How three Prince Edward County barns transformed into cool businesses

These county businesses run out of former sheds, carriage houses and barns

By Valerie Howes| Photography by Derek Shapton
Tuck Shop

WHAT A twee general store WHERE 433 Main St., Bloomfield HOW BIG 240 square feet

Alex Fida first stumbled upon the 1880s-era workers’ cabin turned chicken-plucking shack in Bloomfield that would become the Tuck Shop four years ago—while trespassing. When he later learned that the shack was owned by his then-partner’s parents, Fida bought it and moved it about 30 kilometres down the road, where he poured it a new foundation and turned it into a wee general store.

Prince Edward County Barn Renos: Tuck Shop

The 14-by-17-foot result is filled with penny candies, artisanal goods and a custom line of apothecary products from the nearby Angeline’s Inn, which he also owns.

The Tuck Shop has only one employee: Fida’s grandmother. “She really adds to the ambience,” he says.

Prince Edward County Barn Renos: Tuck Shop


Bloomin’ Barn

WHAT A carriage house turned art gallery WHERE 71 Consecon St., Wellington HOW BIG 610 square feet

In 1999, Margaret McFetridge was approaching retirement. She was renting an apartment at Yonge and St. Clair but didn’t want to spend her twilight years in midtown Toronto. So she bought an old farmhouse in Wellington, with a rickety carriage house on the back lot.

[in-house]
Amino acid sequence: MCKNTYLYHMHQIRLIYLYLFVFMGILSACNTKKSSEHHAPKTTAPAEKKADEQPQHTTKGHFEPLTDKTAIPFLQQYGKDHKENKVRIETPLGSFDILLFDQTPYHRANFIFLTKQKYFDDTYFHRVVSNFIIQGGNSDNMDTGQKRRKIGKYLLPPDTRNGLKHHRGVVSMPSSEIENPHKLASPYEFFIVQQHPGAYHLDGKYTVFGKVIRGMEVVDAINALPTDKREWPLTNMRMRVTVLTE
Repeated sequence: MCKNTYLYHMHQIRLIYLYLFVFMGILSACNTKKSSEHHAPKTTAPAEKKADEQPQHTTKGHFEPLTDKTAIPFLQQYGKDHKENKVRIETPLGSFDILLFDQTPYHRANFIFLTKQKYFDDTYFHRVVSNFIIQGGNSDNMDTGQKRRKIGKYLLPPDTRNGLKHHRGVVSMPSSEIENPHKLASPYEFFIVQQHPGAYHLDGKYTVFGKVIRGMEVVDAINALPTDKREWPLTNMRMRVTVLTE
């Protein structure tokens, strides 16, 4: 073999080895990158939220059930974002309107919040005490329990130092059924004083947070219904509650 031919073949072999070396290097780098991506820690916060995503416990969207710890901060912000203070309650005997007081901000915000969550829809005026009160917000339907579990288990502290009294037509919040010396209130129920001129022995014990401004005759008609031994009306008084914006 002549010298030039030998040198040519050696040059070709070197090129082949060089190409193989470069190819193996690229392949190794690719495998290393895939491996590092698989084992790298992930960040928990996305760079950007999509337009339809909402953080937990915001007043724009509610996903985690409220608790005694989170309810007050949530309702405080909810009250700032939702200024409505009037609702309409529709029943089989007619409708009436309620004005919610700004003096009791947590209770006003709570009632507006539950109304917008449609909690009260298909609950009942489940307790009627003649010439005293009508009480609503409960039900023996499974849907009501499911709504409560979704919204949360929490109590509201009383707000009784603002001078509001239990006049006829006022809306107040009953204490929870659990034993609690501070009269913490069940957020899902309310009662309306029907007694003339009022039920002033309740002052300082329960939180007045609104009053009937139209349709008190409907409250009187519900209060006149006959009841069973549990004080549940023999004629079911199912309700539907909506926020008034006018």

Prince Edward County Barn Renos: Bloomin' Barn

In 2006, she tore down the walls and ceiling, and had the 100-year-old elm planks whitewashed to create what she calls a “very feminine space.” Now, the old carriage house is a private art gallery filled with her big, bright, floral canvases—all available for purchase.

Prince Edward County Barn Renos: Bloomin' Barn


County Cider

WHAT A restaurant and cidery WHERE 657 Bonguards Crossroad, Waupoos HOW BIG 6,000 square feet for two barns

When the Howes family bought their Waupoos farm in 1975, two of the barns were used for livestock and feed. Now, the buildings are the headquarters of the award-winning County Cider.

Prince Edward County Barn Renos: County Cider

Grant Howes—who currently heads the company—renovated the first barn in 1998, turning it into a full-service restaurant. This year, the company added a retail store and tasting room to the ground floor of the 5,000-square-foot second barn building.




Sign up for This City, our free newsletter about everything that matters right now in Toronto politics, sports, business, culture, society and more.

By signing up, you agree to our terms of use and privacy policy.
You may unsubscribe at any time.

This site is protected by reCAPTCHA and the Google Privacy Policy and Terms of Service apply.


More Great Spaces

Inside Toronto's swankiest condo lobbies
Real Estate

Inside Toronto’s swankiest condo lobbies